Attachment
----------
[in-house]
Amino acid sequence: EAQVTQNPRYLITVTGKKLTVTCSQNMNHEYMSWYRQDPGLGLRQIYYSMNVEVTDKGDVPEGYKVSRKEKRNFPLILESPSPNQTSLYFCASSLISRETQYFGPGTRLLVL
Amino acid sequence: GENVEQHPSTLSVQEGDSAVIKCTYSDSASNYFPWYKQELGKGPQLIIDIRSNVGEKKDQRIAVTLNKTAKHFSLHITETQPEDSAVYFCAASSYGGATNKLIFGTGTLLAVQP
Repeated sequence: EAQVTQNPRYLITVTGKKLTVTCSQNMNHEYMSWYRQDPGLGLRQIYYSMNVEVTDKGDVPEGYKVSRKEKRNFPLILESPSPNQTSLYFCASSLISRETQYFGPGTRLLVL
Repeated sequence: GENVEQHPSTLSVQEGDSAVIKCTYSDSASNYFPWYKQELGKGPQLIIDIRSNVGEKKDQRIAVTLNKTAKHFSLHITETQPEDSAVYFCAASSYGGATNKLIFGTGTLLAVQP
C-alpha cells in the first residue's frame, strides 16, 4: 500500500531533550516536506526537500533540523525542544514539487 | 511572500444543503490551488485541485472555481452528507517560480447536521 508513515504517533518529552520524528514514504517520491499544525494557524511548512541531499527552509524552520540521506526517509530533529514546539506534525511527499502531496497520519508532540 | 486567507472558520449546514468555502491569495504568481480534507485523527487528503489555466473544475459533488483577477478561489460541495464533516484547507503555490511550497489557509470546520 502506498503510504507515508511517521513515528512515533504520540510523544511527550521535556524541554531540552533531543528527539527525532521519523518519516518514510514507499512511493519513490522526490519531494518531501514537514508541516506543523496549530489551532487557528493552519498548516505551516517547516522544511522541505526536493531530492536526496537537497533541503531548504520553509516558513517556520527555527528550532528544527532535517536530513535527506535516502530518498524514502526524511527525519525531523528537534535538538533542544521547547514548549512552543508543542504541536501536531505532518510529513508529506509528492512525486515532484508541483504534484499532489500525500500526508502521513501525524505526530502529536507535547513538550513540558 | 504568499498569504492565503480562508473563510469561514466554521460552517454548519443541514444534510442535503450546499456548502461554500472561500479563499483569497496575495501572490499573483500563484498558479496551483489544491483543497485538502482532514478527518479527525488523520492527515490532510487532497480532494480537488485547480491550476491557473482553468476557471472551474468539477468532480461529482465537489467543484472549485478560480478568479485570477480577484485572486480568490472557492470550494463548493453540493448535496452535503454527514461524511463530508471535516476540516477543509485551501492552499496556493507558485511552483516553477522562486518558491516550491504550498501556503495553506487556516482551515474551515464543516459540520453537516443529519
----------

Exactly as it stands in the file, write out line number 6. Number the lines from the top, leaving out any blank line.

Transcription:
C-alpha cells in the first residue's frame, strides 16, 4: 500500500531533550516536506526537500533540523525542544514539487 | 511572500444543503490551488485541485472555481452528507517560480447536521 508513515504517533518529552520524528514514504517520491499544525494557524511548512541531499527552509524552520540521506526517509530533529514546539506534525511527499502531496497520519508532540 | 486567507472558520449546514468555502491569495504568481480534507485523527487528503489555466473544475459533488483577477478561489460541495464533516484547507503555490511550497489557509470546520 502506498503510504507515508511517521513515528512515533504520540510523544511527550521535556524541554531540552533531543528527539527525532521519523518519516518514510514507499512511493519513490522526490519531494518531501514537514508541516506543523496549530489551532487557528493552519498548516505551516517547516522544511522541505526536493531530492536526496537537497533541503531548504520553509516558513517556520527555527528550532528544527532535517536530513535527506535516502530518498524514502526524511527525519525531523528537534535538538533542544521547547514548549512552543508543542504541536501536531505532518510529513508529506509528492512525486515532484508541483504534484499532489500525500500526508502521513501525524505526530502529536507535547513538550513540558 | 504568499498569504492565503480562508473563510469561514466554521460552517454548519443541514444534510442535503450546499456548502461554500472561500479563499483569497496575495501572490499573483500563484498558479496551483489544491483543497485538502482532514478527518479527525488523520492527515490532510487532497480532494480537488485547480491550476491557473482553468476557471472551474468539477468532480461529482465537489467543484472549485478560480478568479485570477480577484485572486480568490472557492470550494463548493453540493448535496452535503454527514461524511463530508471535516476540516477543509485551501492552499496556493507558485511552483516553477522562486518558491516550491504550498501556503495553506487556516482551515474551515464543516459540520453537516443529519